Looks pretty cool! Its always neat to see the final touches of years of work. I should have copies very soon.
The other thoughts in the post title are regarding campaigns - miniature game campaigns in particular. I've done many through the years: Theatre of War (FPW, ACW, WW2), node movement (FPW), mapless (ACW, FPW), etc. They were all fun, for different reasons.
I'm starting to wonder if the scale and intent of campaigns is what gives me fits when I'm setting up new ones. Typically, meglomania sets in and the campaign covers a wide theatre of the conflict. Why? Because we can! If you look at most historical campaigns, they tended to be between two forces that were pretty much aware of each other's size, composition, and relative location. "Gotcha" moves, so loved by gamers, were pretty rare on the strategic scale, and would be better represented in the final move to game table or scenario set up.
Boardgames represent a perfect example of excellent campaign systems. They model campaigns in a fixed amount of tabletop space, and a very short amount of game time. Miniature campaigns are handcuffed by the need for each game played out to be done on a tabletop, which requires a gathering of the group. Theatre of War effectively gets through this problem by making most campaigns 3 games or so.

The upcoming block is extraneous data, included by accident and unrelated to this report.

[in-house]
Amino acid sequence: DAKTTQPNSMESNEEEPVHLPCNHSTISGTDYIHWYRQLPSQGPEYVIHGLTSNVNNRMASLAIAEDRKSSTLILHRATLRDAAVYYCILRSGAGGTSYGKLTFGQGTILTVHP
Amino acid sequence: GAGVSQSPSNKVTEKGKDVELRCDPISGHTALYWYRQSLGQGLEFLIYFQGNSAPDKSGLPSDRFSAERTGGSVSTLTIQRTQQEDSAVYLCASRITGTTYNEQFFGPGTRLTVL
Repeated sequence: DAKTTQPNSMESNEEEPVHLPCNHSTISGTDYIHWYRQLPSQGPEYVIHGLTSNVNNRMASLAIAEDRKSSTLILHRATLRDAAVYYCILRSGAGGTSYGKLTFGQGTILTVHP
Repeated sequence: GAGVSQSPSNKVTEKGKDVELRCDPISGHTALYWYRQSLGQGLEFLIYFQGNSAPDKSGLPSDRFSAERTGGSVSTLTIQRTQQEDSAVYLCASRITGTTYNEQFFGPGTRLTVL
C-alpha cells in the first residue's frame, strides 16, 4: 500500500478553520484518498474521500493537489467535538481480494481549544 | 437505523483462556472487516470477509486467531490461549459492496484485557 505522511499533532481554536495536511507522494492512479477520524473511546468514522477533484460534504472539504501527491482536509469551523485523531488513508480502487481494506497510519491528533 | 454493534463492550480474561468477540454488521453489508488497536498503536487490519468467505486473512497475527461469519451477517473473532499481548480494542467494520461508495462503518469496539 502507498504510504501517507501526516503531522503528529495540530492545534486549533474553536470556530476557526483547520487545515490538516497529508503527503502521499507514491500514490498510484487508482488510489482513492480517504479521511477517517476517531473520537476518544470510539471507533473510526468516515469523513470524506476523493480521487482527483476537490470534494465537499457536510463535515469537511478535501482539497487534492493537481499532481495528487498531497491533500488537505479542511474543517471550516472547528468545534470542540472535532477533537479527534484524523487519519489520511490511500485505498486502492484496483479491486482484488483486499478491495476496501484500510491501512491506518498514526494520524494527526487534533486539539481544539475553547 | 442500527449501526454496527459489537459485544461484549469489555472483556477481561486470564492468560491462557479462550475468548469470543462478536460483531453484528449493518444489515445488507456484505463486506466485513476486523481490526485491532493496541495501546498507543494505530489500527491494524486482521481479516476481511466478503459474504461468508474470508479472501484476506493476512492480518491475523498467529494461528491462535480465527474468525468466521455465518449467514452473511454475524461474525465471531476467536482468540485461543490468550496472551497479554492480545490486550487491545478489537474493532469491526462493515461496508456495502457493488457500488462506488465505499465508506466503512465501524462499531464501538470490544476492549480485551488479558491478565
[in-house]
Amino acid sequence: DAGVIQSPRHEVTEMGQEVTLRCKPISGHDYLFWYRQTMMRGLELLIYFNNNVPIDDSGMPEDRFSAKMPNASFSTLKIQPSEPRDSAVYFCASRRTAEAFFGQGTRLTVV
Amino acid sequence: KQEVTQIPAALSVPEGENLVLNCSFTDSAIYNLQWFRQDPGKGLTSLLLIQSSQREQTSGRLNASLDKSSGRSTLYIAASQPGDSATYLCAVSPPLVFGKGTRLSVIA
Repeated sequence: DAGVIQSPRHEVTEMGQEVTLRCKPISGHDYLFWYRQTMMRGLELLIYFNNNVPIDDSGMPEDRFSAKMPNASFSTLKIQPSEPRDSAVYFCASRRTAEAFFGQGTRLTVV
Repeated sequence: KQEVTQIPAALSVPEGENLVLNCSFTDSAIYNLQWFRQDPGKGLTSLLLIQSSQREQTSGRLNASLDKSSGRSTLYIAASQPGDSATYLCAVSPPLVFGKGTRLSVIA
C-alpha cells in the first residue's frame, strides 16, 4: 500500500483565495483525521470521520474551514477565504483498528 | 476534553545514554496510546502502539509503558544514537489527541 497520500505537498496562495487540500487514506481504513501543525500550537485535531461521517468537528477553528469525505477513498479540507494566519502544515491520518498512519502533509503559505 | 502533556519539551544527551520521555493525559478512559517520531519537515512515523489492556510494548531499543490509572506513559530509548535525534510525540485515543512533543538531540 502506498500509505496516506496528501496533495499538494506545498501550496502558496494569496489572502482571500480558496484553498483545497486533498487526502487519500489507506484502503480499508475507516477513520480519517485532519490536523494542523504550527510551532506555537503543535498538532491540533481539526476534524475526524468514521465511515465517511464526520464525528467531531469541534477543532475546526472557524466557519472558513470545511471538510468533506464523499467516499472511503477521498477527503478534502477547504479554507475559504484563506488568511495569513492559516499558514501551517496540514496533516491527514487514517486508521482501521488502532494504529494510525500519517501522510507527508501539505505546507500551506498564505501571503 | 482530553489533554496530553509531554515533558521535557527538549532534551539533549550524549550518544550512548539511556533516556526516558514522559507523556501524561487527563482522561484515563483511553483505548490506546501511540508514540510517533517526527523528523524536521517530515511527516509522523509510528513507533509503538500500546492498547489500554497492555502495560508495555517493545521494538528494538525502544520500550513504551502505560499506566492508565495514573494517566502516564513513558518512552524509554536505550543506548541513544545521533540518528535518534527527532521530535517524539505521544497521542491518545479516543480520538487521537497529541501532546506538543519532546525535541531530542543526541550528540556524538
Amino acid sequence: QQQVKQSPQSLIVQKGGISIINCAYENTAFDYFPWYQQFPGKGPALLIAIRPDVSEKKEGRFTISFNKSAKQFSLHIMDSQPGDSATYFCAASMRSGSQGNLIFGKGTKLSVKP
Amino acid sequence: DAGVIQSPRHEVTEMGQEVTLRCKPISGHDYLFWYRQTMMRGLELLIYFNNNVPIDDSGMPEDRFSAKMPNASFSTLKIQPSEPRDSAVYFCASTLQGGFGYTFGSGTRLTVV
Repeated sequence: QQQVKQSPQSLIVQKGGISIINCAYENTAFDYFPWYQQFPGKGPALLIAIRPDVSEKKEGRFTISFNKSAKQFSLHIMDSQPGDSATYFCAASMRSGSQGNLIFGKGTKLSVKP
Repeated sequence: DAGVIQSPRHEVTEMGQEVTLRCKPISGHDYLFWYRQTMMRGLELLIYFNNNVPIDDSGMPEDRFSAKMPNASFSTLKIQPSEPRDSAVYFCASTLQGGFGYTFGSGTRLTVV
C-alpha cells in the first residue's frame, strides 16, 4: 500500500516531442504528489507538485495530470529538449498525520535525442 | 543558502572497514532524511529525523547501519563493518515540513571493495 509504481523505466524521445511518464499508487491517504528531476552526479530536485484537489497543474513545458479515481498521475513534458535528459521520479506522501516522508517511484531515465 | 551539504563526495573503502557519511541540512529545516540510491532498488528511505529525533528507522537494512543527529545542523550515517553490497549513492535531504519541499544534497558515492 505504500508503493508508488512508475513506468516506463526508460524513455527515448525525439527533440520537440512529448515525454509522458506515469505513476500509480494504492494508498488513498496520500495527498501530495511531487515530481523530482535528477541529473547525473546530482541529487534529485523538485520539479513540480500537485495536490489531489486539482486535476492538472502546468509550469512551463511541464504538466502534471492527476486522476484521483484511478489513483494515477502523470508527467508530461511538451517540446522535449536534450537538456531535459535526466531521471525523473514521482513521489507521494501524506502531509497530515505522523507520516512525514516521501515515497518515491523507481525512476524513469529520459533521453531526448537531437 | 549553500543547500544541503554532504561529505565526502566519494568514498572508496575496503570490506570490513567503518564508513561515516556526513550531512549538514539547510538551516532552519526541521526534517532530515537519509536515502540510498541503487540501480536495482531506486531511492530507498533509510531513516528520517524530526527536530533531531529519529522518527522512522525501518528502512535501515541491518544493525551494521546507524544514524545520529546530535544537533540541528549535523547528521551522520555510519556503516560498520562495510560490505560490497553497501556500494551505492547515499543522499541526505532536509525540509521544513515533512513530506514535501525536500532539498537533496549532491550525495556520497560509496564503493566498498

In my experience, after 3 games, gamers start to lose interest in a) the campaign, and b) the period for repeated games.
So - I'm thinking of trying a system using FoB2 (which has a scenario generation system) to create games, and link the games into a campaign of 3 games or so. The campaign would have "Campaign Points", generated in the same manner as for typical tabletop games. For a campaign, each side would roll 3 times on the Army Morale table, and the total would be their total for the 3 game campaign. Each side would deduct their AMP losses in each game. First side to 0 loses. Simple!
I'm also tinkering with allowing players to select from pre-generated tabletop terrain sets. This would introduce a bit more of a campaign feel, and give players input into the game layout.
Hmmm. More thinking to do.